I’m no good at April Fool’s jokes myself, but I always enjoy having a look at them on the web. Check out NASA’s image of the stable hexagonal feature at Saturn’s North Pole. Clearly such a thing must be impossible, no?

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## L. Riofrio said,

April 2, 2007 @ 1:39 am

Great photo, and it shows us just how much is not understood. I was planning to put that photo on my blog, but I’ll just put a link back here instead.

## Matti Pitkanen said,

April 2, 2007 @ 3:47 am

I think that New Scientist article was week before April but who knows. I also heard about analogous discrete symmetries in other planetary objects when I visited Hungary in March.

If one accepts dark matter as a hierarchy of phases with increasing values of Planck constant, one must accept scaled up versions of various discrete symmetries. In particular, the discrete subgroups of rotation group appear as symmetries in arbitrarily large length scales. One might have analogs of zoomed up copies of molecular physics. Visible matter would reflect these symmetries. Perhaps even symmetries of snowflakes could represent examples of these symmetries.

One implication would be Bohr quantization of planetary orbits for visible matter induced by that for dark matter. The evidence for this quantization (googling “Nottale” probly gives links) was the stimulus which led to my own recent view about dark matter.

Matti

## Mahndisa S. Rigmaiden said,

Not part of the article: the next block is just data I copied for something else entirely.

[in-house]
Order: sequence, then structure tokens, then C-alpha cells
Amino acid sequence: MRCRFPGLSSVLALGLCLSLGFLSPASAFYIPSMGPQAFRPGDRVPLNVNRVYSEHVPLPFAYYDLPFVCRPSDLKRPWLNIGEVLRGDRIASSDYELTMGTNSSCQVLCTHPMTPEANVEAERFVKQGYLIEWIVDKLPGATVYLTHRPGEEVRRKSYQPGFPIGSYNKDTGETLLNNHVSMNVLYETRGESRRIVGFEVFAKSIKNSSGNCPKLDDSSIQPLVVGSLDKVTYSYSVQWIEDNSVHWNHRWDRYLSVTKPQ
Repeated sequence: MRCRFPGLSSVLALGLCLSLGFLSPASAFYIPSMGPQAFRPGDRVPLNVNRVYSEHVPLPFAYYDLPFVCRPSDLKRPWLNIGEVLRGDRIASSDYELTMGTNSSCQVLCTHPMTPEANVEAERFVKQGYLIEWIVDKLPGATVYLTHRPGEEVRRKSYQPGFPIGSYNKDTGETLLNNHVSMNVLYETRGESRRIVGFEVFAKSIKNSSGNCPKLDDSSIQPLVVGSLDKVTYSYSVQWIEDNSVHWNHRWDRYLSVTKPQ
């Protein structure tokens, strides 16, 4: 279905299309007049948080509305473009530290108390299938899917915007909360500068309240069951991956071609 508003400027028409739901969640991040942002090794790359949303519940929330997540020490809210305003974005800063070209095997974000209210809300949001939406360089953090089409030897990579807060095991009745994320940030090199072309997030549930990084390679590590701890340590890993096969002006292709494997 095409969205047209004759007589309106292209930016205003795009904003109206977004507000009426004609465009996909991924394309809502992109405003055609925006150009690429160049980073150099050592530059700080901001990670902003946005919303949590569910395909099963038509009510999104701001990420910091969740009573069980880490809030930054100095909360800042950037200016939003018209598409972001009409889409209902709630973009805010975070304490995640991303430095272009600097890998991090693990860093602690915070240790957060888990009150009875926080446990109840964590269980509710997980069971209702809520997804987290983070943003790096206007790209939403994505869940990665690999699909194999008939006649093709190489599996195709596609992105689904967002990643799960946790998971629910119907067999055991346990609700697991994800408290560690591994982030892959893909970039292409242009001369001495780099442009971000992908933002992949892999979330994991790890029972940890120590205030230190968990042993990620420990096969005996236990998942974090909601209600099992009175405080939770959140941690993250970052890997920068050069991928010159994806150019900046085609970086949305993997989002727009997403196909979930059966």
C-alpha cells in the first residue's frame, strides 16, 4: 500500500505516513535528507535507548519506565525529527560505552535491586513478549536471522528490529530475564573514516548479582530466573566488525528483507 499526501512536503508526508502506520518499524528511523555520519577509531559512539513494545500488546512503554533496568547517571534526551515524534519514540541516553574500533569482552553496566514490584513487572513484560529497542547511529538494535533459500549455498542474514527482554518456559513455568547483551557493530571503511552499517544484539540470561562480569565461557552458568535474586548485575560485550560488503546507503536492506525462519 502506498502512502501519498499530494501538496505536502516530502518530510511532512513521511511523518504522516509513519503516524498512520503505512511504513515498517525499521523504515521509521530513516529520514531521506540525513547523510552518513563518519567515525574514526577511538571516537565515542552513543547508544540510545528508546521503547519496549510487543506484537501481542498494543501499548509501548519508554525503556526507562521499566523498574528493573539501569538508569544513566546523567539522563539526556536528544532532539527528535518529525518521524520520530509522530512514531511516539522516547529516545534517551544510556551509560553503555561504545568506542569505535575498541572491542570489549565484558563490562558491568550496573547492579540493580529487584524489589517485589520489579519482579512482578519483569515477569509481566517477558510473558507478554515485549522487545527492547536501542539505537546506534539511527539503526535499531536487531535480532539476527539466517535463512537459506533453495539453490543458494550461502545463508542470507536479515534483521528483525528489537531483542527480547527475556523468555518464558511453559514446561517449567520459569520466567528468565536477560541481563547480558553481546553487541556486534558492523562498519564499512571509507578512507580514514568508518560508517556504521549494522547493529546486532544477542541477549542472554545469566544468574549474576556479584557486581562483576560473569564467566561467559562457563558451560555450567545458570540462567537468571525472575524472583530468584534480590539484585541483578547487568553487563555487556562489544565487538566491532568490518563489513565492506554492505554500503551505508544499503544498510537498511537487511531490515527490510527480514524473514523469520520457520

April 2, 2007 @ 4:38 am

04 01 07

“If one accepts dark matter as a hierarchy of phases with increasing values of Planck constant, one must accept scaled up versions of various discrete symmetries.”(Previous comment deleted due to mistake that has been corrected).Yes, I agree. Heirachies come about in a p-adic context. Whenever there is clustering of minima,p-adic physics are present. These symmetries also can be thought of as being generated in a q-adic context. Number of vertices in a shape could be generated by a p or q-adic function. The hexagonal shape could be generated by taking a composition of the 2 coefficient and the power of three to the first power to keep things p-adic, or a coefficient of 1 composed with six raised to the first power for a q-adic flavor. I will ramble about this for my next post. I have been busy at the tutoring of good children this week, so had to disappear for a bit:)

Have a great upcoming week:)

## nige said,

April 2, 2007 @ 5:31 pm

Looks like a blackcurrant cheesecake. Yum!

## a quantum diaries survivor said,

April 2, 2007 @ 8:06 pm

I agree with Louise, we know so little of the internal dynamics of things we see and love… When one talks about dark matter and dark energy in the universe without having more than indirect clues is really a bit cocksure.

Cheers,

T.

## Doug said,

April 3, 2007 @ 1:11 am

This hexagon may have a mathematical explanation.

A pentagon was shown in News @ Naure ‘Geometric whirlpool revealed’ 19 May 2006

http://www.nature.com/news/2006/060515/full/060515-17.html

These may be two examples of a superellipse.

http://mathworld.wolfram.com/Superellipse.html

## CarlBrannen said,

April 5, 2007 @ 3:55 am

Hexagons appear naturally in the solutions to non linear differential equations. It’s a sort of soliton. To learn more about this sort of thing, look up the bifurcation diagram of the logistic map.

On another note, the powers of 3 that I’m going on about appear to have a relation to the Hawking temperature of black holes. Check out equation (54) of gr-qc/0212096.

In the above paper, the “tripled Pauli statistics” corresponds to the three colors of primitive idempotents that I call R, G, and B.